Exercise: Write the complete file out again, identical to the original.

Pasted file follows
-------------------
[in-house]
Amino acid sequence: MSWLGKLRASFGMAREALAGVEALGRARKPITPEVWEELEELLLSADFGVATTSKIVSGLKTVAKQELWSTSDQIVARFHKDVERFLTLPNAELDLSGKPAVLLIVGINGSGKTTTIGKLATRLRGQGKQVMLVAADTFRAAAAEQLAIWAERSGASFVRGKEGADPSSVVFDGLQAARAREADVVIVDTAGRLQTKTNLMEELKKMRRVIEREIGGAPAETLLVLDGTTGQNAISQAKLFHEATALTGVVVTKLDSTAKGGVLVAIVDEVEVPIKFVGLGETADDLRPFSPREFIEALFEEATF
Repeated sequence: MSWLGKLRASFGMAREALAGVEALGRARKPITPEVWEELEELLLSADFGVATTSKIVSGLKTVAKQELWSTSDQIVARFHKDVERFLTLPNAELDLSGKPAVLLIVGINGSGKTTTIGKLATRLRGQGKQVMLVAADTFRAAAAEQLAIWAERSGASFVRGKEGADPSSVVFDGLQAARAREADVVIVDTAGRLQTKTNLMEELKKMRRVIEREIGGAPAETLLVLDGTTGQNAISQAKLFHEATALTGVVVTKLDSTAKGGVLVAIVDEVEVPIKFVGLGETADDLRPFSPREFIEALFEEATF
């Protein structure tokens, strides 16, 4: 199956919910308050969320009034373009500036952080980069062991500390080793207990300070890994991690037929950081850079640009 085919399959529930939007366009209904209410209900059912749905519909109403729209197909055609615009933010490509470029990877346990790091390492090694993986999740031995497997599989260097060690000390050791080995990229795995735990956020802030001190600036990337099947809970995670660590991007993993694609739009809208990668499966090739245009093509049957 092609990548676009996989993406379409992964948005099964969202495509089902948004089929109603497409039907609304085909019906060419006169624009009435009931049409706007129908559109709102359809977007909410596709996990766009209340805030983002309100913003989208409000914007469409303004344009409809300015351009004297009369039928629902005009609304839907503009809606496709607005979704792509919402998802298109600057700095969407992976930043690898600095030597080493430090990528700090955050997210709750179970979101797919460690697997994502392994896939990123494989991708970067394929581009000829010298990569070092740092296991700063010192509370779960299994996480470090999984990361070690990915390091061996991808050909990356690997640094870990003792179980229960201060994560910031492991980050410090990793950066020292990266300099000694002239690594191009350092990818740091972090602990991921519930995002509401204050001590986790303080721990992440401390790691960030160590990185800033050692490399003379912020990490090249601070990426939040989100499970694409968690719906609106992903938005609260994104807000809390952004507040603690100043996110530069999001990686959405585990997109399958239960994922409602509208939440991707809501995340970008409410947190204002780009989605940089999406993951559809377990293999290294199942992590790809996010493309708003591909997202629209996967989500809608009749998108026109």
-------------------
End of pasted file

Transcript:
[in-house]
Amino acid sequence: MSWLGKLRASFGMAREALAGVEALGRARKPITPEVWEELEELLLSADFGVATTSKIVSGLKTVAKQELWSTSDQIVARFHKDVERFLTLPNAELDLSGKPAVLLIVGINGSGKTTTIGKLATRLRGQGKQVMLVAADTFRAAAAEQLAIWAERSGASFVRGKEGADPSSVVFDGLQAARAREADVVIVDTAGRLQTKTNLMEELKKMRRVIEREIGGAPAETLLVLDGTTGQNAISQAKLFHEATALTGVVVTKLDSTAKGGVLVAIVDEVEVPIKFVGLGETADDLRPFSPREFIEALFEEATF
Repeated sequence: MSWLGKLRASFGMAREALAGVEALGRARKPITPEVWEELEELLLSADFGVATTSKIVSGLKTVAKQELWSTSDQIVARFHKDVERFLTLPNAELDLSGKPAVLLIVGINGSGKTTTIGKLATRLRGQGKQVMLVAADTFRAAAAEQLAIWAERSGASFVRGKEGADPSSVVFDGLQAARAREADVVIVDTAGRLQTKTNLMEELKKMRRVIEREIGGAPAETLLVLDGTTGQNAISQAKLFHEATALTGVVVTKLDSTAKGGVLVAIVDEVEVPIKFVGLGETADDLRPFSPREFIEALFEEATF
């Protein structure tokens, strides 16, 4: 199956919910308050969320009034373009500036952080980069062991500390080793207990300070890994991690037929950081850079640009 085919399959529930939007366009209904209410209900059912749905519909109403729209197909055609615009933010490509470029990877346990790091390492090694993986999740031995497997599989260097060690000390050791080995990229795995735990956020802030001190600036990337099947809970995670660590991007993993694609739009809208990668499966090739245009093509049957 092609990548676009996989993406379409992964948005099964969202495509089902948004089929109603497409039907609304085909019906060419006169624009009435009931049409706007129908559109709102359809977007909410596709996990766009209340805030983002309100913003989208409000914007469409303004344009409809300015351009004297009369039928629902005009609304839907503009809606496709607005979704792509919402998802298109600057700095969407992976930043690898600095030597080493430090990528700090955050997210709750179970979101797919460690697997994502392994896939990123494989991708970067394929581009000829010298990569070092740092296991700063010192509370779960299994996480470090999984990361070690990915390091061996991808050909990356690997640094870990003792179980229960201060994560910031492991980050410090990793950066020292990266300099000694002239690594191009350092990818740091972090602990991921519930995002509401204050001590986790303080721990992440401390790691960030160590990185800033050692490399003379912020990490090249601070990426939040989100499970694409968690719906609106992903938005609260994104807000809390952004507040603690100043996110530069999001990686959405585990997109399958239960994922409602509208939440991707809501995340970008409410947190204002780009989605940089999406993951559809377990293999290294199942992590790809996010493309708003591909997202629209996967989500809608009749998108026109």